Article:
I Have a Problem... a Civic Engagement Problem.

Danielle Brazell, Executive Director of Arts for LA



Executive Director Danielle Brazell blogged for ARTSblog on her takeaways from the 2011 Americans for the Arts National Convention, and she wants your advice.



I run a local arts advocacy organization in a small fishing village on the west coast that’s home to 10 million people, 88 cities, and 81 school districts in a geography that spans thousands of square miles.

Yes, my little fishing village (aka Los Angeles) is massive!

Our advocacy approach has been high-tech/high-touch advocacy approach and is focused on three critical issue areas:

•    Arts Education
•    Cultural Economy
•    Civic Engagement

Within this context, I constantly ask the question: How can we connect more people to advocate for the arts in their community? I think the answer lies somewhere between community organizing and community development.

This was one the questions swirling around my brain at 8:30 a.m. when I walked into the Civic Engagement Peer Group facilitated by the Barbara Schaffer Bacon (at the Americans for the Arts Annual Convention), half of the dynamic duo known to many in our field as the gurus of community engagement and Animating Democracy cofounders (Pam Korza is the other half).

Barbara is such a skilled facilitator. After giving a brief introduction of the work of Animating Democracy, she gave session participants the opportunity to introduce themselves and share a little about the civic engagement work they are doing.

The spectrum was as diverse and broad as the people in the room. Because of the many ways folks can interpret civic engagement, she broke it down into four buckets:

•    Using creative tools to draw people to be active citizens
•    Activities of groups of people can be indicators of civic engagement
•    Artists and institutions are part of the issues that affect their community
•    Artists that use their artistic practice to spur social change

Each of these slices of the civic engagement spectrum is a world on its own. These categories help those who are doing this work connect the dots and identify where to apply limited resources.

Looking at a continuum of impact, rather than finite check box, is crucial. But operating on a continuum and building relationships take time.

Projects need timelines, benchmarks, and deliverables. Accountability in this work is really hard to measure.

How do you know when you are moving the needle? How do foster accountability rooted in less proof and more into a culture of evidence? Conversations are happening with the funding community to move more into this direction; but, it’s going to take time, more research, better frameworks, and more achievable indicators of success.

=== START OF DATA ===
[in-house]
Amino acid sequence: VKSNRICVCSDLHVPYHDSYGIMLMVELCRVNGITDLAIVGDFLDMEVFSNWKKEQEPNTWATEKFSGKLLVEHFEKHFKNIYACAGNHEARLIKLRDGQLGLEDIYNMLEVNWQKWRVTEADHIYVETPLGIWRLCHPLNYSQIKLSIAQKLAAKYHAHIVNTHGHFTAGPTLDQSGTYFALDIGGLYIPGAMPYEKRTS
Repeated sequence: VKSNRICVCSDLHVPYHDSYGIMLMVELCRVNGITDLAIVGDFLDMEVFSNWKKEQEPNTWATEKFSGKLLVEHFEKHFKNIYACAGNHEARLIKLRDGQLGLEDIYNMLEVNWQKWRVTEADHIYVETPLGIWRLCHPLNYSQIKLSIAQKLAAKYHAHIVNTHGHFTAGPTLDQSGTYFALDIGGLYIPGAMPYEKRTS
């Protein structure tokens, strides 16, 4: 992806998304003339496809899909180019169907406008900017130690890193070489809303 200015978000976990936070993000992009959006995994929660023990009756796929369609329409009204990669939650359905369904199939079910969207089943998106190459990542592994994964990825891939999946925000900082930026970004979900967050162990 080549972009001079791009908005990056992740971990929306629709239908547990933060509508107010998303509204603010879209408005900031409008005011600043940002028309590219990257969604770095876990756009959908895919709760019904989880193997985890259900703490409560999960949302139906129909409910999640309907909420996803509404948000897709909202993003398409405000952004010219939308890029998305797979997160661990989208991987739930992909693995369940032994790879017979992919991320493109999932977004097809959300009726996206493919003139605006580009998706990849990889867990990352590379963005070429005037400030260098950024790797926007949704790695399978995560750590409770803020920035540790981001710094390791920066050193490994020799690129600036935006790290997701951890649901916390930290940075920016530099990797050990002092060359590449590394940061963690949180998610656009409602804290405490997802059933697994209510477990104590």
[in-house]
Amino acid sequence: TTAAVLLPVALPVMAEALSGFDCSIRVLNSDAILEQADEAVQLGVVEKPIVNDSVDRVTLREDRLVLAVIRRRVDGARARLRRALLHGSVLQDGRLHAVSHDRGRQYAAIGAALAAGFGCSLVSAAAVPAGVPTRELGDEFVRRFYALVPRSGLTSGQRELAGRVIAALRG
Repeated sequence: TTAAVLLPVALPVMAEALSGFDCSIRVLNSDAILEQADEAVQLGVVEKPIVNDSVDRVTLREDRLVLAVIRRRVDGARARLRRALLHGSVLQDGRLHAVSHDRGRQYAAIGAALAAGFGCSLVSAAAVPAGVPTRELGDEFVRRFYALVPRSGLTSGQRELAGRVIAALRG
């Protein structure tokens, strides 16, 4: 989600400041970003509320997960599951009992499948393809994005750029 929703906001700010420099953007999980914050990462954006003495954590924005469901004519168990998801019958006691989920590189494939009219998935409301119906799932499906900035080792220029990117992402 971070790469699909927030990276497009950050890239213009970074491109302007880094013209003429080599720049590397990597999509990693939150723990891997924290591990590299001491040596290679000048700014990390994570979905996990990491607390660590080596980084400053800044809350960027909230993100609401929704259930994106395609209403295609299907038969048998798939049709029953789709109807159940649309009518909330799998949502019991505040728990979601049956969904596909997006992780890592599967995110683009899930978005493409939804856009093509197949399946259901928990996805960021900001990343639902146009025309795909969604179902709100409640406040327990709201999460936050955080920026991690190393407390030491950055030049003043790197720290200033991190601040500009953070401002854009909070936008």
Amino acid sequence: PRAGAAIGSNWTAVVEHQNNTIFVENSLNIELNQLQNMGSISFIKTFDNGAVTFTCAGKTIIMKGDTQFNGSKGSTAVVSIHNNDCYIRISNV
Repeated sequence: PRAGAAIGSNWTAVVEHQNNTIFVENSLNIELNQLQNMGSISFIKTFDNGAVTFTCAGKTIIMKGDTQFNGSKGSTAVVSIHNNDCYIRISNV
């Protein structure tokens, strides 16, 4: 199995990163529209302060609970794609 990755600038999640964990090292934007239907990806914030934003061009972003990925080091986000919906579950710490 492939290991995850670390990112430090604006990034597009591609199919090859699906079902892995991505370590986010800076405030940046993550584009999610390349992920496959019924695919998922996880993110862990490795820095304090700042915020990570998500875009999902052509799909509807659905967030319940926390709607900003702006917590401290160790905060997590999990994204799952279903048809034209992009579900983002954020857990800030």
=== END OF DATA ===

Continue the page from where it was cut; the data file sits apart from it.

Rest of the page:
Animating Democracy is doing amazing work in developing frameworks to communicate the many ways in which artists and communities are working together to address local issues. They are the ones who build the capacity of artists and arts organizations working on a wide sphere of community engagement/civic engagement work.

This includes helping funders develop qualitative to support the quantitative reporting metrics as well as connecting other practitioners to each other. They also offer technical assistance, professional development programs, and feature an extensive list of publications. If you haven’t checked out their site, I strongly suggest it.

It’s so incredibly exciting to see the catalog of projects that are featured on their website. There’s no limit to what can be created, or how a problem can be addressed through this work.

I left the session energized but with more questions than when the session started.

What are some examples of how this work affects policy? How can I build upon the work of community artists to create a more robust voice in support of arts and community? How can we connect the dots to ensure that everyone has access to meaningful arts and cultural experiences that reflect their community?

If you have the answers, ideas, suggestions and/or examples, please share.

I want to learn from you.


Danielle's blog was written for Americans for the Arts' ARTSblog.  See the original post by clicking here.